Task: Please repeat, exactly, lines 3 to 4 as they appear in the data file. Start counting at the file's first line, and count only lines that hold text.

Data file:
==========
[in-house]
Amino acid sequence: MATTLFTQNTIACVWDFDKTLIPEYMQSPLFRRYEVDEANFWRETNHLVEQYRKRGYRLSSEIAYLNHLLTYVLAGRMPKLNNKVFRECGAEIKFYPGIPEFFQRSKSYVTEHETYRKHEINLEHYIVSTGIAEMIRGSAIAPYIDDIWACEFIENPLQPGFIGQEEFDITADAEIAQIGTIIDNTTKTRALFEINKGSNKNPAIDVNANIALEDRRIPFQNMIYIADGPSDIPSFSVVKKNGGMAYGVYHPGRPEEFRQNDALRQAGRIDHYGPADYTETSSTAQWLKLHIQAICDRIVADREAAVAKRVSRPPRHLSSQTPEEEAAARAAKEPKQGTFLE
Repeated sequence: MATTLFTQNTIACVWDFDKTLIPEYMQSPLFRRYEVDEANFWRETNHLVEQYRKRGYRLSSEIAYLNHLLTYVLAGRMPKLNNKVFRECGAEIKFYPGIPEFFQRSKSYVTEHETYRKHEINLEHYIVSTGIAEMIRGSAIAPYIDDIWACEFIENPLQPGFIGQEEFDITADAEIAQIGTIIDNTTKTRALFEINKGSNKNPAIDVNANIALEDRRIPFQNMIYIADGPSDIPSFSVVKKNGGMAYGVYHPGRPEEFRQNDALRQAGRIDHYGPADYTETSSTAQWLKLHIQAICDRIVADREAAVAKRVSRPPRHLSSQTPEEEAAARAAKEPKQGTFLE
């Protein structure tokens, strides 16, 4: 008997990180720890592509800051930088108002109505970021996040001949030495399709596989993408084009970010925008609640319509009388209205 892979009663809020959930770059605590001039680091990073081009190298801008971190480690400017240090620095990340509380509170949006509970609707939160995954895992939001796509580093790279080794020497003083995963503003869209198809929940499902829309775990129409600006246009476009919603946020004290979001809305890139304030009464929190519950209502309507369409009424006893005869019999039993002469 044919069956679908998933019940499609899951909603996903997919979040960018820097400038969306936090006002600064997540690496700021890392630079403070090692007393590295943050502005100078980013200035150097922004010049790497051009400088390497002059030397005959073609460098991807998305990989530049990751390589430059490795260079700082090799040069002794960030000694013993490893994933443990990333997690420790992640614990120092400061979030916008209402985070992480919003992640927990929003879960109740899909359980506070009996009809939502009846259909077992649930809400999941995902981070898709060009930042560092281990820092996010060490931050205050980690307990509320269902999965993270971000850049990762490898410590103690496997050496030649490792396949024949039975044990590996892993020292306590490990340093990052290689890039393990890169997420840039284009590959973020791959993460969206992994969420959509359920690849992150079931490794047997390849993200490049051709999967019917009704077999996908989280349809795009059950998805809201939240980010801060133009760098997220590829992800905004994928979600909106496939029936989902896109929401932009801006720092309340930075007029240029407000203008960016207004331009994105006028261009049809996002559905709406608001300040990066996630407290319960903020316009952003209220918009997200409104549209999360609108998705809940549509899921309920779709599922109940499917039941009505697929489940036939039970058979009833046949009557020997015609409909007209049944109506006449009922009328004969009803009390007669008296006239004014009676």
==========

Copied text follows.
Repeated sequence: MATTLFTQNTIACVWDFDKTLIPEYMQSPLFRRYEVDEANFWRETNHLVEQYRKRGYRLSSEIAYLNHLLTYVLAGRMPKLNNKVFRECGAEIKFYPGIPEFFQRSKSYVTEHETYRKHEINLEHYIVSTGIAEMIRGSAIAPYIDDIWACEFIENPLQPGFIGQEEFDITADAEIAQIGTIIDNTTKTRALFEINKGSNKNPAIDVNANIALEDRRIPFQNMIYIADGPSDIPSFSVVKKNGGMAYGVYHPGRPEEFRQNDALRQAGRIDHYGPADYTETSSTAQWLKLHIQAICDRIVADREAAVAKRVSRPPRHLSSQTPEEEAAARAAKEPKQGTFLE
């Protein structure tokens, strides 16, 4: 008997990180720890592509800051930088108002109505970021996040001949030495399709596989993408084009970010925008609640319509009388209205 892979009663809020959930770059605590001039680091990073081009190298801008971190480690400017240090620095990340509380509170949006509970609707939160995954895992939001796509580093790279080794020497003083995963503003869209198809929940499902829309775990129409600006246009476009919603946020004290979001809305890139304030009464929190519950209502309507369409009424006893005869019999039993002469 044919069956679908998933019940499609899951909603996903997919979040960018820097400038969306936090006002600064997540690496700021890392630079403070090692007393590295943050502005100078980013200035150097922004010049790497051009400088390497002059030397005959073609460098991807998305990989530049990751390589430059490795260079700082090799040069002794960030000694013993490893994933443990990333997690420790992640614990120092400061979030916008209402985070992480919003992640927990929003879960109740899909359980506070009996009809939502009846259909077992649930809400999941995902981070898709060009930042560092281990820092996010060490931050205050980690307990509320269902999965993270971000850049990762490898410590103690496997050496030649490792396949024949039975044990590996892993020292306590490990340093990052290689890039393990890169997420840039284009590959973020791959993460969206992994969420959509359920690849992150079931490794047997390849993200490049051709999967019917009704077999996908989280349809795009059950998805809201939240980010801060133009760098997220590829992800905004994928979600909106496939029936989902896109929401932009801006720092309340930075007029240029407000203008960016207004331009994105006028261009049809996002559905709406608001300040990066996630407290319960903020316009952003209220918009997200409104549209999360609108998705809940549509899921309920779709599922109940499917039941009505697929489940036939039970058979009833046949009557020997015609409909007209049944109506006449009922009328004969009803009390007669008296006239004014009676």